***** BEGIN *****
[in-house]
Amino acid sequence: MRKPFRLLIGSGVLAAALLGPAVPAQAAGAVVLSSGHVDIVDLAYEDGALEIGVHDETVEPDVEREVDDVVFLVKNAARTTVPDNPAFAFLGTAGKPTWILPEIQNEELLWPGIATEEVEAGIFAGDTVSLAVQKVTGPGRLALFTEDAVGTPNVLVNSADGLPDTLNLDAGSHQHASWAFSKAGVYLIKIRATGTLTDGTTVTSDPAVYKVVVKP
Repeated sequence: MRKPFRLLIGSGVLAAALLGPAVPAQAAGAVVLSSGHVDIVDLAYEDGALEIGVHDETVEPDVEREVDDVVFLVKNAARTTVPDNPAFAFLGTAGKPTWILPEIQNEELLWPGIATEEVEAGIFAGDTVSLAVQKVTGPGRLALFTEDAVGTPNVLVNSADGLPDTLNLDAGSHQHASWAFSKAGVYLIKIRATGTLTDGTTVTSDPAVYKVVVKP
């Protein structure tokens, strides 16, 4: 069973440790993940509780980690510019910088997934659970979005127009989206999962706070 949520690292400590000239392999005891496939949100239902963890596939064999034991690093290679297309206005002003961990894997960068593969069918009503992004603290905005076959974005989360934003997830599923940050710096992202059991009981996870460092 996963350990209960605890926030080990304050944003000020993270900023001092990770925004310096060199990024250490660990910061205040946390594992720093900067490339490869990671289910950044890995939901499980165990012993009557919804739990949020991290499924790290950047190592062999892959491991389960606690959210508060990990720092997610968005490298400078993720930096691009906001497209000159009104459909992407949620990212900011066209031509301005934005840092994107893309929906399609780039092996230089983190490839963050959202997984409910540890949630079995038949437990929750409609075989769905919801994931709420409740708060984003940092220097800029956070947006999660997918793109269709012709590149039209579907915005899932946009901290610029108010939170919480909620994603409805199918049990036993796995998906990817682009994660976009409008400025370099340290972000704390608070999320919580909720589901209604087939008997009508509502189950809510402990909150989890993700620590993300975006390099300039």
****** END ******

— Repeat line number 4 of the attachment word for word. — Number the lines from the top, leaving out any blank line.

């Protein structure tokens, strides 16, 4: 069973440790993940509780980690510019910088997934659970979005127009989206999962706070 949520690292400590000239392999005891496939949100239902963890596939064999034991690093290679297309206005002003961990894997960068593969069918009503992004603290905005076959974005989360934003997830599923940050710096992202059991009981996870460092 996963350990209960605890926030080990304050944003000020993270900023001092990770925004310096060199990024250490660990910061205040946390594992720093900067490339490869990671289910950044890995939901499980165990012993009557919804739990949020991290499924790290950047190592062999892959491991389960606690959210508060990990720092997610968005490298400078993720930096691009906001497209000159009104459909992407949620990212900011066209031509301005934005840092994107893309929906399609780039092996230089983190490839963050959202997984409910540890949630079995038949437990929750409609075989769905919801994931709420409740708060984003940092220097800029956070947006999660997918793109269709012709590149039209579907915005899932946009901290610029108010939170919480909620994603409805199918049990036993796995998906990817682009994660976009409008400025370099340290972000704390608070999320919580909720589901209604087939008997009508509502189950809510402990909150989890993700620590993300975006390099300039």